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Changing Our Point of View Can Help Us Achieve Work-Life Balance

Our health and happiness depend on maintaining a balance between our professional and private lives. In the excerpt below, author Bryan E. Robinson explains how to stop stressing by changing our point-of-view.


If you look at your life from a bird’s-eye view, what would you see? Dread of another pressure-cooker day? Or exciting challenges that lie ahead? Would you push through the minutes with your head stuck in newspapers, smartphones, and email? Or would you begin to look at people as intriguing, engaging them in conversation and showing renewed interest in what they have to say? Would you snap at loved ones or try to be more patient with their human fallibilities without trying to change them?

When you think you’ve seen and done it all, these are only habitual thoughts that you can change. You have the power to change your daily grind simply by the view you take of it. If you live each day with an open heart, as a first-time experience, something magical happens. Life takes on a shimmering glow. You have a renewed outlook, a deeper appreciation for yourself, and a richer satisfaction out of life. You feel compassion for others, perhaps those you ignored or took for granted. You gain respect for coworkers and your job. Learn to rediscover each new day as a song to sing and an adventure to dare instead of a grind to endure.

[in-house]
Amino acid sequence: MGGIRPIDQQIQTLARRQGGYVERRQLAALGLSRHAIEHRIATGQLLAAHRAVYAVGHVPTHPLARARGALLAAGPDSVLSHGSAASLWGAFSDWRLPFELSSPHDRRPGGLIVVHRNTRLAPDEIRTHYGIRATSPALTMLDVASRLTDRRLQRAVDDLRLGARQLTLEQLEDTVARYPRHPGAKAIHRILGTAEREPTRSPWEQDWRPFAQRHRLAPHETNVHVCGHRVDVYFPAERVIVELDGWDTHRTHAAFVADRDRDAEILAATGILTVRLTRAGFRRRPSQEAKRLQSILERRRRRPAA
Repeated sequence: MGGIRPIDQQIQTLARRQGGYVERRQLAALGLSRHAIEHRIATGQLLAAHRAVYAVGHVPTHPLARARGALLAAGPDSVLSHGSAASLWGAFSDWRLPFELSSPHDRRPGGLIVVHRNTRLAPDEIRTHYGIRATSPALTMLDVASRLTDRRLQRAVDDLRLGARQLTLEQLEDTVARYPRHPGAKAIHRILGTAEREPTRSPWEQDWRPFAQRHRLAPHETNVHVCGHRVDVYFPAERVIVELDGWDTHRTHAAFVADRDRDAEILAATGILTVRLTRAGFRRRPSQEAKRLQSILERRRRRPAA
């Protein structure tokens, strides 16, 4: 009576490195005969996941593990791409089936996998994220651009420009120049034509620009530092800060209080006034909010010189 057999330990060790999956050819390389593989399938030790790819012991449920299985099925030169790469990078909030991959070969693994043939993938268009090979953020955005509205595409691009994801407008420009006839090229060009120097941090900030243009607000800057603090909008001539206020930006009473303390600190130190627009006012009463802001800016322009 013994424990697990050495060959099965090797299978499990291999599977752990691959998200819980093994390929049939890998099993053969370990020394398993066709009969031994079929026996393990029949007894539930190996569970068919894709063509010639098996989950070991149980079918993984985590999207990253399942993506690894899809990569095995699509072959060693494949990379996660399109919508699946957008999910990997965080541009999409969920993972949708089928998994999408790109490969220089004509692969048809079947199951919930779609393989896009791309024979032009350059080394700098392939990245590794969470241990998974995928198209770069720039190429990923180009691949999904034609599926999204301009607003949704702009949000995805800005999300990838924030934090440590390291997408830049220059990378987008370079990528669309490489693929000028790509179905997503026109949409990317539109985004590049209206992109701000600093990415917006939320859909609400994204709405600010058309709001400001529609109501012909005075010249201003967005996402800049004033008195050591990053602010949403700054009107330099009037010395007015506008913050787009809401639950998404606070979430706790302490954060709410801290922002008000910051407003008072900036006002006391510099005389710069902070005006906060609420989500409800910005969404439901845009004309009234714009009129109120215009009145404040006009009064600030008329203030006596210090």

Most overachievers have a disease that psychologist Albert Ellis coined “musturbation”—bowing

to the demands of others, the world, and the negative self-talk. If you suffer from this malady, your work and personal life are ruled by oppositional terms such as should, ought, must, and have to.

“I must win that contract”; “I must get that promotion”; “My family must do what I say”; “Others must see my point of view”; “Life must be easier than this.” These self-imposed mandatory rules have a powerful effect on your outlook, feelings, and actions. Musturbation gives rise to frustration, anger, and depression. And it drives your overdoing when inevitably the world and other people don’t conform to your “musterbatory rules.”

By asking if your self-talk is compassionate or oppressive, you become more aware of what you require of yourself and choose more supportive, comforting words: “I can do my best to win that contract” or “Although life won’t always be easy, I can still meet its challenges.” Replacing mandatory statements with empowering words puts you more in charge instead of at the mercy of situations. And it enhances your well-being.


If you’re like most taskmasters, you have an inner bully that runs your life. It kicks you around and keeps you focused on your flaws so you constantly feel as if you’re struggling. The workaholic’s solution? Work longer and harder. Yet immersing yourself in tasks mires you deeper into the problem. That’s why it’s called work addiction. Of course, that’s not the real solution.

The real solution is to develop more self-kindness to chill your sself-judgment And that solution is backed up by studies that show encouragement and self-support are game changers. The more self-compassion you have, the greater your emotional arsenal and the higher your job performance and ability to maintain work/life balance.